Confessions of a Political Animal

November 7, 2008

Long to reign over US?

obama2The Animal is slowly emerging from 48 hours or so of suffering from mild sleep deprivation (“I’ll go to bed when they call Pensylvania…oh, alright, I’ll wait for Ohio…wooh! He won Ohio! I wonder if he’ll get Florida?…better just wait on California, can’t be too complacent…Well, I might as well stay up for Glenrothes, really…). Firstly, a few observations on the really key issues of this election:

  • Why doesn’t the defeated VP nominee have to make a concession speech? That would have been fun, doggone it. Would she even have accepted that they’d lost? (In fact, the New York Times says that she wanted to make a speech, but McCain’s aides refused to let her do so)
  • Not often I agree with the Evening Standard, but when your all-night election show host sounds like they should have been in bed with cocoa by nine, it probably really is time to draw the curtain on a glittering career of election night presenting before it turns really embarrassing. Oh, and note to Mr Dimbleby, the ‘N’ in ‘N Hampshire’ is for ‘New’, not ‘North’, however many times you say it.
  • I think anyone who watched the BBC’s coverage must have shared my thought of “whatever made John Bolton choose diplomacy as a career path?” I’ve always thought it was generally accepted that tact, humility and an ability to accept others’ cultural norms as being key parts of a successful diplomat’s baggage. Mr Bolton appeared to have forgotten to pack them.

Anyway, a fun night and a great result all round – and to think I could make common cause with Boris Johnson in celebrating the end, if not in the justification for the end. And I hereby promise not to (more…)

October 22, 2008

Boris: Racism ends in 13 days, official

Apologies for the Boris-centered nature of this blog at the moment – but the man keeps on delivering the goods, so to speak, and it would be rude to ignore him.

The news following the mayoral election that Mr Johnson would be keeping on writing his column for the Daily Telegraph, at a rate of a cool quarter of a million per anum, was met with a mixture of surprise and outrage. Now the outrage is reasonably understandable, but the surprise really shouldn’t be. The problem is that many of the Mayor’s critics fall into the trap of dismissing him as a bumbling fool: but the truth of the matter is that he is a highly skilled political operator, and the retention of the column is a crucial part of his operations.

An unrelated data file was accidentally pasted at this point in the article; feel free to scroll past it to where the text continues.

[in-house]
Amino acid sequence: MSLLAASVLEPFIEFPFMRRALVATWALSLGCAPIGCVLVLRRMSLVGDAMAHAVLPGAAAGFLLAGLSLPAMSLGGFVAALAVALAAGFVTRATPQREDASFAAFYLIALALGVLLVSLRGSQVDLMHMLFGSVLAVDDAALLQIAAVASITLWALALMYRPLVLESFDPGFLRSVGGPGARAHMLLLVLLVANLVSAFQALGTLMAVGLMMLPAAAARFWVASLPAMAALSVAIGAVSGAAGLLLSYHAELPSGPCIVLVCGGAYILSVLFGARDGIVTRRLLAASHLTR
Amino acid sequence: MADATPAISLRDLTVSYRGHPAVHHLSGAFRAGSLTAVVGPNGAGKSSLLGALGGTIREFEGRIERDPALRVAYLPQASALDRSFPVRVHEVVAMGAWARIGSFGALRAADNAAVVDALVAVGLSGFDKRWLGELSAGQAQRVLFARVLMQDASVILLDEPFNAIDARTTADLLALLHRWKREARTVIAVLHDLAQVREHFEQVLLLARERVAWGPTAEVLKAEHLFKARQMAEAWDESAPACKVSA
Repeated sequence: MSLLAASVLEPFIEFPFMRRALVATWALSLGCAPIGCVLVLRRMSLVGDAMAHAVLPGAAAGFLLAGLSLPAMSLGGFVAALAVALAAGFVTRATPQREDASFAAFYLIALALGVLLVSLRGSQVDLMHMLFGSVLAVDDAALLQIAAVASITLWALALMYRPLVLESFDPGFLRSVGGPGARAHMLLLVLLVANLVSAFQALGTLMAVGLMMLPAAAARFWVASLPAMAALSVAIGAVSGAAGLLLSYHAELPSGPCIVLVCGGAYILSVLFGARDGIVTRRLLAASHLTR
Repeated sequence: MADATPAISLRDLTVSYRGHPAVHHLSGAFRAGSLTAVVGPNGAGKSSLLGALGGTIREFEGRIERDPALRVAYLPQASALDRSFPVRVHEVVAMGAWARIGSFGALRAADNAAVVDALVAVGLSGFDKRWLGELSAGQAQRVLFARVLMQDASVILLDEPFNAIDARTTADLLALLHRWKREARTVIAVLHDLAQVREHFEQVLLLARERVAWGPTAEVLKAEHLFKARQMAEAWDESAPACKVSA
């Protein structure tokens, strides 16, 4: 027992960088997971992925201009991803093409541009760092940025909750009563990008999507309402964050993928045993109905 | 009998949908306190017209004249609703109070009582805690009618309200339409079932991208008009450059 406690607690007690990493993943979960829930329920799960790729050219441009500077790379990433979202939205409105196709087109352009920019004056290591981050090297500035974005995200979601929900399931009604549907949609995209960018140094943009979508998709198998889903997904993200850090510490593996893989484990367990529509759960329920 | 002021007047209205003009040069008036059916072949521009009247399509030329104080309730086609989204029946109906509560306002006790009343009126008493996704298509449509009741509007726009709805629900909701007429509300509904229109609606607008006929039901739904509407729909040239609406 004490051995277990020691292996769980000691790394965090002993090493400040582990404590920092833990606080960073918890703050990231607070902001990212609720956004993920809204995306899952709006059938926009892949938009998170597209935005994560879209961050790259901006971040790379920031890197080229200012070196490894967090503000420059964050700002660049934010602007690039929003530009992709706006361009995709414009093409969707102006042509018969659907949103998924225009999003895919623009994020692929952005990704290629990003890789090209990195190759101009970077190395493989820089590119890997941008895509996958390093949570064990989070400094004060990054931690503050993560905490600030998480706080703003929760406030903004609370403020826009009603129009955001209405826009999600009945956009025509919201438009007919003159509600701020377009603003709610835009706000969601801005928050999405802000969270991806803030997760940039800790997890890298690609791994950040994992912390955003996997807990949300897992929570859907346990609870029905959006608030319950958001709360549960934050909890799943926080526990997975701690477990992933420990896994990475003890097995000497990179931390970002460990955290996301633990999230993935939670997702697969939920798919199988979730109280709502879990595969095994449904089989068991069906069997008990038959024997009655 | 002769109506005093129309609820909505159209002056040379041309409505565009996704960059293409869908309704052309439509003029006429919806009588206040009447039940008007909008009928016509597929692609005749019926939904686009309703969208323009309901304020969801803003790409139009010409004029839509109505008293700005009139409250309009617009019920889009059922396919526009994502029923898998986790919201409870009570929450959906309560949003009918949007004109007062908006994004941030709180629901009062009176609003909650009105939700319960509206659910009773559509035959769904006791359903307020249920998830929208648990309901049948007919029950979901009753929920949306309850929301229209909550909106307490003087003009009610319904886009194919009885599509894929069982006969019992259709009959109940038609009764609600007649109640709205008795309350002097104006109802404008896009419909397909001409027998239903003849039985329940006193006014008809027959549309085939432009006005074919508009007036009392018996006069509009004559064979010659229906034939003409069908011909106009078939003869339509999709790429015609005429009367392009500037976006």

Johnson is clever enough to work out that the day-to-day routines of running London are not, in themselves, going to be enough to keep the Mayor in the national media eye. In fact, it won’t even necessarily keep you in the Evening Standard. This problem becomes all the more acute when your conception of the job of Mayor seems to boil down to running bus design competitions for 11 year olds and passing off your predecessor’s achievements as your own. So what’s a Mayor with greater political ambitions to do? The answer is quite simply: keep on with your previous career as a professional controversalist – especially when past experience shows that you can shrug off any ensuing criticism through your ‘loveable’ bumbling persona. So over the (more…)

September 5, 2008

Should Gordon take his cue from the GOP?

By which I don’t mean the Prime Minister should become a minimal-government, liberal-bashing, gun-totting, wilderness-drilling right winger.

Nor am I proposing that he adopts Senator McCain’s less than overwhelming oratory style. And I can’t see Brown quite pulling off a Palin…

However, one of the most intriguing aspects of the Republican National Convention has been the manner in which the party has positioned itself as one of opposition. An observer arriving in Minneapolis-St Paul without the most basic political knowledge would, by all accounts, had been hard pressed to know that this was the party of the current President.

In his speech to the Convention, for example, McCain laid into those currently in power:  (more…)

August 30, 2008

Who will be quickest to disillusion their electorate?

Filed under: Conservatives,US Elections — Political Animal @ 12:02 am
Tags: , , ,

Enoch Powell once said that all political careers end in failure. Usefully, despite the regiment of knuckle-draggers posting ‘Enoch was right’ all over the web, he successfully set about proving his own theory. So if failure comes to all politicians, disillusion is its first symptom. With the USA potentially about to elect the guy from the back streets of south Chicago and the UK seemingly certain to elect the guy from the back streets of Eton in 2010, the potential arises for a controlled experiment as to which one lasts the longest before disillusion sets in. Of course, the US could well mess it all up by voting for a 72-year old about whom no one has any illusions in the first place.

So, let’s look at the case for each of our contenders to attempt to judge who will find their voter’s enthusiasm waning first: (more…)

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